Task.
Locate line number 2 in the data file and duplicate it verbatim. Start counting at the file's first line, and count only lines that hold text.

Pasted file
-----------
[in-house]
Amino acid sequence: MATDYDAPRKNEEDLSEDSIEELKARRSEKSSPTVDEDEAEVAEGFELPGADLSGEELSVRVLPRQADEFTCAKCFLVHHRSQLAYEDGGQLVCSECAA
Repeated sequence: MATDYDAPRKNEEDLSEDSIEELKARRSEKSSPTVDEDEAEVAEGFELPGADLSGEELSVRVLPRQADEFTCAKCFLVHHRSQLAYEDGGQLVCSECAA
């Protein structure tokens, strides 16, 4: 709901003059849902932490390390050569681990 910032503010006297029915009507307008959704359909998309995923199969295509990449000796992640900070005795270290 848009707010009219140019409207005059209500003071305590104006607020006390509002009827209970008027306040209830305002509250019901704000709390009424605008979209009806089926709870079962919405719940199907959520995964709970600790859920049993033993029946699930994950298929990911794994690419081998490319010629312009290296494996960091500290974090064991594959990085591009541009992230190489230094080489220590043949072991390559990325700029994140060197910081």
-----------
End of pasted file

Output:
Amino acid sequence: MATDYDAPRKNEEDLSEDSIEELKARRSEKSSPTVDEDEAEVAEGFELPGADLSGEELSVRVLPRQADEFTCAKCFLVHHRSQLAYEDGGQLVCSECAA